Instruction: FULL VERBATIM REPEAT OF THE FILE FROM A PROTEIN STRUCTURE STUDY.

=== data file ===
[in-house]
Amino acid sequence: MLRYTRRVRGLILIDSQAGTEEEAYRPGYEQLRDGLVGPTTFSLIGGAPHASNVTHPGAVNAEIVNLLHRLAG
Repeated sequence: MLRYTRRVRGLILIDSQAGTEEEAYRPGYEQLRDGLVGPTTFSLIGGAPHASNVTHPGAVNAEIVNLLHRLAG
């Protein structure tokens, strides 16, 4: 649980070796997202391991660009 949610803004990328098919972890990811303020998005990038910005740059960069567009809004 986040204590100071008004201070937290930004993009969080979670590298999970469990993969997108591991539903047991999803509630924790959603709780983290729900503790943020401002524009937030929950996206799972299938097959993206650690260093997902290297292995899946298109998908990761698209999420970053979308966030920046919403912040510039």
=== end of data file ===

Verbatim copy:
[in-house]
Amino acid sequence: MLRYTRRVRGLILIDSQAGTEEEAYRPGYEQLRDGLVGPTTFSLIGGAPHASNVTHPGAVNAEIVNLLHRLAG
Repeated sequence: MLRYTRRVRGLILIDSQAGTEEEAYRPGYEQLRDGLVGPTTFSLIGGAPHASNVTHPGAVNAEIVNLLHRLAG
């Protein structure tokens, strides 16, 4: 649980070796997202391991660009 949610803004990328098919972890990811303020998005990038910005740059960069567009809004 986040204590100071008004201070937290930004993009969080979670590298999970469990993969997108591991539903047991999803509630924790959603709780983290729900503790943020401002524009937030929950996206799972299938097959993206650690260093997902290297292995899946298109998908990761698209999420970053979308966030920046919403912040510039």